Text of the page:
Arts Editor - Lesley Strachan

When all of Wandsworth’s a stage…

When all of Wandsworth’s a stage…

Yes, we are back down now from Edinburgh, but you can’t have too much of a good thing and our local theatres are not letting us down.  In fact there are not enough nights in September for you to see everything on offer. Let the ArtsWatch team take the strain, here’s just a few of the interviews you can listen in to this month.

Gecko, the multi-award winning and internationally acclaimed theatre company, were mid-way through their run of Missing in 2015, when Battersea Arts Centre’s Grand Hall was destroyed by fire, consuming their set, props and costumes. They return to complete the run of their visually stunning piece in the first UK performances since the fire this September. Known for its physicality, Gecko lures you into a deliciously warped world of striking imagery, multiple languages and beautiful music.

Adam is an amazing story about a young Egyptian trans man’s journey, given added poignancy and resonance as Adam Kashmiry plays himself and features a 120 strong digital trans choirs from across the globe. Listen to our interview with Adam and see it at BAC this month before it makes its US debut in New York.

Lorca’s classic tragedy Blood Wedding is on at the Omnibus Theatre in Clapham. Told in a bold physical style with original live music and movement, the setting may have changed to modern day London in this adaptation by George Richmond-Scott, but the poetry and passion still feature at its core. George tells us more.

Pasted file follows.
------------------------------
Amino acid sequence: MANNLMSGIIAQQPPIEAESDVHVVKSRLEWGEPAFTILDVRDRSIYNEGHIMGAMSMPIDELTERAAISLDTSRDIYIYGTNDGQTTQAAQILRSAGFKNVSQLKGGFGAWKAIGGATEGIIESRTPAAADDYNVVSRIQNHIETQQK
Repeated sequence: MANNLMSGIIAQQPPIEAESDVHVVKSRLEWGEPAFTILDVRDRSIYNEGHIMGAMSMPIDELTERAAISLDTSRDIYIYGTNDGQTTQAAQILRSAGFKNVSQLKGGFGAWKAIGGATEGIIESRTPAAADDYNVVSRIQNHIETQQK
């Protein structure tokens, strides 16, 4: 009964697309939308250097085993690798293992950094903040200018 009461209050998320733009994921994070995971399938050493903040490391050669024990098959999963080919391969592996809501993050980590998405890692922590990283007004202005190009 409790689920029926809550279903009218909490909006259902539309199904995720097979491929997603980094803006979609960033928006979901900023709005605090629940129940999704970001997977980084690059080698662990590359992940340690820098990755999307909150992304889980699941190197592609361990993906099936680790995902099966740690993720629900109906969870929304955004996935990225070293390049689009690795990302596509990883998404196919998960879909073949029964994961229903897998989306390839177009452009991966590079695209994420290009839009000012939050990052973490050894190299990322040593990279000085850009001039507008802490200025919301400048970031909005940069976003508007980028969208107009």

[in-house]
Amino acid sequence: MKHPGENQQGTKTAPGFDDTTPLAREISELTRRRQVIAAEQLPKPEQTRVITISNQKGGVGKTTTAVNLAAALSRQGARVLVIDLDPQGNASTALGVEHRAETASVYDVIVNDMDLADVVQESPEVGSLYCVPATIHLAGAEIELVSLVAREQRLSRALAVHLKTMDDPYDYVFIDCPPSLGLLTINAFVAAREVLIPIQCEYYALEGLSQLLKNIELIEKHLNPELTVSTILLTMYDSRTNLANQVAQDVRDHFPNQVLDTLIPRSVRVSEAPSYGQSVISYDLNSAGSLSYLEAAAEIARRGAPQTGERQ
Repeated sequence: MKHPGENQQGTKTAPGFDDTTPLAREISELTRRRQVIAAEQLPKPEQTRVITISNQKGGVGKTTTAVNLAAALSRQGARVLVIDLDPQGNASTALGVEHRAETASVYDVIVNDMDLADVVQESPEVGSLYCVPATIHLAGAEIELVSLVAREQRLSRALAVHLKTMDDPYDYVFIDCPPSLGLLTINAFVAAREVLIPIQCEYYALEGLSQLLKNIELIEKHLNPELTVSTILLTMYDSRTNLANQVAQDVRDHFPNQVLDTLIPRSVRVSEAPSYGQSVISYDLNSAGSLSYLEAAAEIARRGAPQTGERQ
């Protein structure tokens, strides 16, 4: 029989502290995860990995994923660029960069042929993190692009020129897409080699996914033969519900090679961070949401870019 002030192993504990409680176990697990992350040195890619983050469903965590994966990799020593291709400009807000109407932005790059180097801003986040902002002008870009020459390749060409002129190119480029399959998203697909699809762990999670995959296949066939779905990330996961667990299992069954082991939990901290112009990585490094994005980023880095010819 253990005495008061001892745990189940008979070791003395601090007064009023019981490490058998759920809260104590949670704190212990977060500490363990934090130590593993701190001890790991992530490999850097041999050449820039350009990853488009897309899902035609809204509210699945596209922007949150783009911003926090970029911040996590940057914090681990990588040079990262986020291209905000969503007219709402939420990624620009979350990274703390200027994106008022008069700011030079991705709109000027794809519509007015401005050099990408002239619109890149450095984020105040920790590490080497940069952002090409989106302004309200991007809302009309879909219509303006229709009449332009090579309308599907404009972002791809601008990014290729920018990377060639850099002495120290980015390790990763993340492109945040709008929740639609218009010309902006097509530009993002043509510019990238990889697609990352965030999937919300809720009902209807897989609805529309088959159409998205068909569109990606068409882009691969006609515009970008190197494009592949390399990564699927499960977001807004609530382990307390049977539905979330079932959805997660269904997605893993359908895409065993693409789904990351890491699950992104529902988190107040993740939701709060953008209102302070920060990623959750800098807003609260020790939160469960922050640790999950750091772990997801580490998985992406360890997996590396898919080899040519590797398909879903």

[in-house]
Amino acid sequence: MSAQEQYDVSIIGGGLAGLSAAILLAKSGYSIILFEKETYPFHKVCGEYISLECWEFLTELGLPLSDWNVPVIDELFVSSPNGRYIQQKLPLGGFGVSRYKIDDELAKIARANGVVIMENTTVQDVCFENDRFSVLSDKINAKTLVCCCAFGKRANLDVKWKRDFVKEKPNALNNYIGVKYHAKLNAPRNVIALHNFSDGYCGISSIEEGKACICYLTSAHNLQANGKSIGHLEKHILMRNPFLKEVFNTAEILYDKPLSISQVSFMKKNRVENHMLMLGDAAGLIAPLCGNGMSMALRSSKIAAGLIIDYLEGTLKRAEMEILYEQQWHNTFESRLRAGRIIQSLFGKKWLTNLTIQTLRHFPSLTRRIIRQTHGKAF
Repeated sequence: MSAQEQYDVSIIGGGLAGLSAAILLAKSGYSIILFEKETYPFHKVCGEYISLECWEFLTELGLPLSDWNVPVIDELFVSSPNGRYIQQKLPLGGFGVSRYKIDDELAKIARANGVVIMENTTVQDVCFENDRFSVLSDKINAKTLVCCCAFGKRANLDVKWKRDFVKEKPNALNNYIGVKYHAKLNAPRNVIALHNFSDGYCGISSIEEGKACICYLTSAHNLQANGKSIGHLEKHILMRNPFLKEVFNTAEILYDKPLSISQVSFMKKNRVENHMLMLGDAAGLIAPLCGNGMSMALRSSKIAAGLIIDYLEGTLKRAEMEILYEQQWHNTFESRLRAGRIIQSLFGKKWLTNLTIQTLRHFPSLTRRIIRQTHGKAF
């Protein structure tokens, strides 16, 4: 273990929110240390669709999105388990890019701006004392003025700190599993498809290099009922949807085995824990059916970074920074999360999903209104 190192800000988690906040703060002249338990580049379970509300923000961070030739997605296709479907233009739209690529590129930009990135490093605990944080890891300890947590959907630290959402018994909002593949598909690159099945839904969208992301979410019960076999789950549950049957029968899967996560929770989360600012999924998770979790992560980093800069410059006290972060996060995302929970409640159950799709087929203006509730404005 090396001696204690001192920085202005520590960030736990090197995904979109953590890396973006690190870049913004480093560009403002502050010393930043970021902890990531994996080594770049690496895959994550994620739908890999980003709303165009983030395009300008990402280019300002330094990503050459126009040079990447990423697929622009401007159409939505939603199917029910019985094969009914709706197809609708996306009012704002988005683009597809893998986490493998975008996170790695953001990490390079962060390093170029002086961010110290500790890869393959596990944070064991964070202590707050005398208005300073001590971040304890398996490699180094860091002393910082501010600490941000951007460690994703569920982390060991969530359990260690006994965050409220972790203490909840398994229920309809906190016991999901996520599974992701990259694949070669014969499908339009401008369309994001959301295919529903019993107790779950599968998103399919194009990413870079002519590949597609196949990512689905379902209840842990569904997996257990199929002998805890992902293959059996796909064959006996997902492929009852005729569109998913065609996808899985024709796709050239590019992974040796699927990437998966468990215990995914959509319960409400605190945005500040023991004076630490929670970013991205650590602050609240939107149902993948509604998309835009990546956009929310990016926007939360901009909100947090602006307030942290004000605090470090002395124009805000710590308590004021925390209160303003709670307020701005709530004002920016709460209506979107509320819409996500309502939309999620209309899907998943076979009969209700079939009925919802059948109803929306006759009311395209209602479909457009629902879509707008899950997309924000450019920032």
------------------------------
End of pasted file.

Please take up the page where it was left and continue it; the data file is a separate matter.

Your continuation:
Caterpillar is a darkly funny, searing and tender drama about when we find ourselves standing on the edge, do we dare to step off? It also happens to be set with the annual “Birdman” competition is in full swing in a faded seaside town. A finalist in the prestigious Theatre503 Playwriting Award, this is the world premiere of Caterpillar at Theatre503 in Battersea.

At Tara Arts Theatre in Earlsfield, a play called Eastern Star, brings to the stage an intriguing story. In summer 1988, young BBC World Service reporter Christopher Gunness found himself at the centre of Myanmar’s ‘Students’ Revolution.  Thousands were murdered, he was thrown out of the country and went on to find professional success.  His source of information and architect of the revolution, U Nay Min, was imprisoned and tortured. Decades later they meet but despite their former friendship it’s a difficult and painful encounter, fraught with guilt and recrimination.

Two shows are starting their UK tours at the New Wimbledon Theatre. With playful humour and lots of roars, How to Hide a Lion tells the heart-warming story of Iris, a little girl who develops an unexpected friendship with a lion. When the lion is chased out of town, Iris helps him to find somewhere to hide. We interview the writer and director Peter Glanville.

We also get to meet Richard Winsor the star of the all new Saturday Night Fever. His first job out of college was with the Matthew Bourne’s company so we can expect some great moves.  This production can’t be anything but big, celebrating the 40th anniversary of the film’s release. While it pays homage to the John Travolta classic, it also promises more drama and more music…and we hope dancing in the aisles to those Bee Gee’s classics is allowed.  Just stop us!

ArtsWatch airs Monday, Tuesday and Thursday just after the 6.30pm headlines. 

This is just a little taster of this month’s schedule for arts and culture news in Wandsworth and neighbouring boroughs.

If you have something you think we should cover, contact me



August 24th, 2018

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